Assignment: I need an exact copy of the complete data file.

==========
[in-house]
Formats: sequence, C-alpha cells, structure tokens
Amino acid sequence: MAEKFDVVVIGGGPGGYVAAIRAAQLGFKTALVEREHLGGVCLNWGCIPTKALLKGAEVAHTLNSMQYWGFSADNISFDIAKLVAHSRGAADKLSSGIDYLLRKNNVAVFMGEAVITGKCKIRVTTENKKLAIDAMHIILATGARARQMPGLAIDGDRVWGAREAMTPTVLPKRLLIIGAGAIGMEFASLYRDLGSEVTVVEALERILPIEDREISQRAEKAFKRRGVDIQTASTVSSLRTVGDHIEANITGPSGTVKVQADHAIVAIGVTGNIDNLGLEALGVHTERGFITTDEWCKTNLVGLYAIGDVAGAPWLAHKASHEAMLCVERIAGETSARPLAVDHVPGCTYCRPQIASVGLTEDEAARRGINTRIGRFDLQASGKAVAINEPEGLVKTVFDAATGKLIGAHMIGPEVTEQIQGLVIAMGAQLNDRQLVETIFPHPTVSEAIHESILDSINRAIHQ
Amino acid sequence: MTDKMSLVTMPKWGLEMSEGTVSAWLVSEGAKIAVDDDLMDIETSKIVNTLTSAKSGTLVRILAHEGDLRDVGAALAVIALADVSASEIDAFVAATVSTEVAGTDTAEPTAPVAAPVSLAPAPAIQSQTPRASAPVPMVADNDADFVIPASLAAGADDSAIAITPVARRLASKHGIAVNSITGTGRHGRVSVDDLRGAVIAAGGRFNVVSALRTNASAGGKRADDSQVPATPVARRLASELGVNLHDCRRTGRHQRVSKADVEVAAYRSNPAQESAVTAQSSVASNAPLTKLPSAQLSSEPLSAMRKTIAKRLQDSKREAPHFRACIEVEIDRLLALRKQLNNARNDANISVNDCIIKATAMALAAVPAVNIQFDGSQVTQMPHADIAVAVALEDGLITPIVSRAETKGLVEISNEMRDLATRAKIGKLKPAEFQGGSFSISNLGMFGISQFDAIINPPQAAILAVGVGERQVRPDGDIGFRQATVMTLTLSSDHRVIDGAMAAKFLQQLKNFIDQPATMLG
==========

[in-house]
Formats: sequence, C-alpha cells, structure tokens
Amino acid sequence: MAEKFDVVVIGGGPGGYVAAIRAAQLGFKTALVEREHLGGVCLNWGCIPTKALLKGAEVAHTLNSMQYWGFSADNISFDIAKLVAHSRGAADKLSSGIDYLLRKNNVAVFMGEAVITGKCKIRVTTENKKLAIDAMHIILATGARARQMPGLAIDGDRVWGAREAMTPTVLPKRLLIIGAGAIGMEFASLYRDLGSEVTVVEALERILPIEDREISQRAEKAFKRRGVDIQTASTVSSLRTVGDHIEANITGPSGTVKVQADHAIVAIGVTGNIDNLGLEALGVHTERGFITTDEWCKTNLVGLYAIGDVAGAPWLAHKASHEAMLCVERIAGETSARPLAVDHVPGCTYCRPQIASVGLTEDEAARRGINTRIGRFDLQASGKAVAINEPEGLVKTVFDAATGKLIGAHMIGPEVTEQIQGLVIAMGAQLNDRQLVETIFPHPTVSEAIHESILDSINRAIHQ
Amino acid sequence: MTDKMSLVTMPKWGLEMSEGTVSAWLVSEGAKIAVDDDLMDIETSKIVNTLTSAKSGTLVRILAHEGDLRDVGAALAVIALADVSASEIDAFVAATVSTEVAGTDTAEPTAPVAAPVSLAPAPAIQSQTPRASAPVPMVADNDADFVIPASLAAGADDSAIAITPVARRLASKHGIAVNSITGTGRHGRVSVDDLRGAVIAAGGRFNVVSALRTNASAGGKRADDSQVPATPVARRLASELGVNLHDCRRTGRHQRVSKADVEVAAYRSNPAQESAVTAQSSVASNAPLTKLPSAQLSSEPLSAMRKTIAKRLQDSKREAPHFRACIEVEIDRLLALRKQLNNARNDANISVNDCIIKATAMALAAVPAVNIQFDGSQVTQMPHADIAVAVALEDGLITPIVSRAETKGLVEISNEMRDLATRAKIGKLKPAEFQGGSFSISNLGMFGISQFDAIINPPQAAILAVGVGERQVRPDGDIGFRQATVMTLTLSSDHRVIDGAMAAKFLQQLKNFIDQPATMLG